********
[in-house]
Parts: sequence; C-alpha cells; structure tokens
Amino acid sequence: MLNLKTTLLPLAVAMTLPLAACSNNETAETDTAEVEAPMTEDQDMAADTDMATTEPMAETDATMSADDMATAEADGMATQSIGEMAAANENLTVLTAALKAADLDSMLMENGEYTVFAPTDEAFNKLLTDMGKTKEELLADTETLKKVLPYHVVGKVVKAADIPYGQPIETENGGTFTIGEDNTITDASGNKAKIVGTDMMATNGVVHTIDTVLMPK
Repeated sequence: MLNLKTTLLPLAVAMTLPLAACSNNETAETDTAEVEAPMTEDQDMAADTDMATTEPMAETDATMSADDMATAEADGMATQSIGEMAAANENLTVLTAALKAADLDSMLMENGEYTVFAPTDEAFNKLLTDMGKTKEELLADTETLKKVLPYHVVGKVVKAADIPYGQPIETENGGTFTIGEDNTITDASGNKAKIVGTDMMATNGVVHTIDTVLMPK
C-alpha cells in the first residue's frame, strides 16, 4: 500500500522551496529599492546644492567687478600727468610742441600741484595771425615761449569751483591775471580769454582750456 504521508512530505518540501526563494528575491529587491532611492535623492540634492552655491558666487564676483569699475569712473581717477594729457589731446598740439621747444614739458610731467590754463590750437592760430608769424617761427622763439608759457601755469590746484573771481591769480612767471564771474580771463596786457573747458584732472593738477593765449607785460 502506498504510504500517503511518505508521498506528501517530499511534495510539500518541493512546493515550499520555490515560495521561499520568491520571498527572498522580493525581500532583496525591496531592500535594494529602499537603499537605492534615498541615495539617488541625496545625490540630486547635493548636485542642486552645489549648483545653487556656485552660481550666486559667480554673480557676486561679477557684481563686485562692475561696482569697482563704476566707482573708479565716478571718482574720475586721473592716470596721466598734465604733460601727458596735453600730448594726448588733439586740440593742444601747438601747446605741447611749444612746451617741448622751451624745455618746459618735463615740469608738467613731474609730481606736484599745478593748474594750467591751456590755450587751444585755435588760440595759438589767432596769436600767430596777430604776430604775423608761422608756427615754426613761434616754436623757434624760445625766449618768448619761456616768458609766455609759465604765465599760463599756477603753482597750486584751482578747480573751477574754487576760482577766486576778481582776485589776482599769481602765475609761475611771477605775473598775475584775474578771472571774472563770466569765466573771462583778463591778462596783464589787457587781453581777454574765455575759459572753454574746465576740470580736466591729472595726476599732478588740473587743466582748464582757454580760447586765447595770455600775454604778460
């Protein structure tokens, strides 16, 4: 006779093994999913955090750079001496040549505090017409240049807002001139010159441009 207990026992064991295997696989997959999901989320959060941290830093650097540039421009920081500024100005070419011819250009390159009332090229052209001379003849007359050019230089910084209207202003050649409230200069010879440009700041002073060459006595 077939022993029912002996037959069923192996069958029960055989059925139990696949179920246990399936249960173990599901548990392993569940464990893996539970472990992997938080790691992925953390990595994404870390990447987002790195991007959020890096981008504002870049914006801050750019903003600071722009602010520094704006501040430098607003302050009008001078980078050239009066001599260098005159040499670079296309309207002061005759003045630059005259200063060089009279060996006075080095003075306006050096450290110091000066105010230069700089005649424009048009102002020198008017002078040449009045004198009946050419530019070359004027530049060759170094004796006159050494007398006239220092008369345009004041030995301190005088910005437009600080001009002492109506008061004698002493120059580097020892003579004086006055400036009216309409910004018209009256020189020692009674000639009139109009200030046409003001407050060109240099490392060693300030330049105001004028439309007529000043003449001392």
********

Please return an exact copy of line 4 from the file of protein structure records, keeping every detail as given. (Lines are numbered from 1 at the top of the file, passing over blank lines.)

Repeated sequence: MLNLKTTLLPLAVAMTLPLAACSNNETAETDTAEVEAPMTEDQDMAADTDMATTEPMAETDATMSADDMATAEADGMATQSIGEMAAANENLTVLTAALKAADLDSMLMENGEYTVFAPTDEAFNKLLTDMGKTKEELLADTETLKKVLPYHVVGKVVKAADIPYGQPIETENGGTFTIGEDNTITDASGNKAKIVGTDMMATNGVVHTIDTVLMPK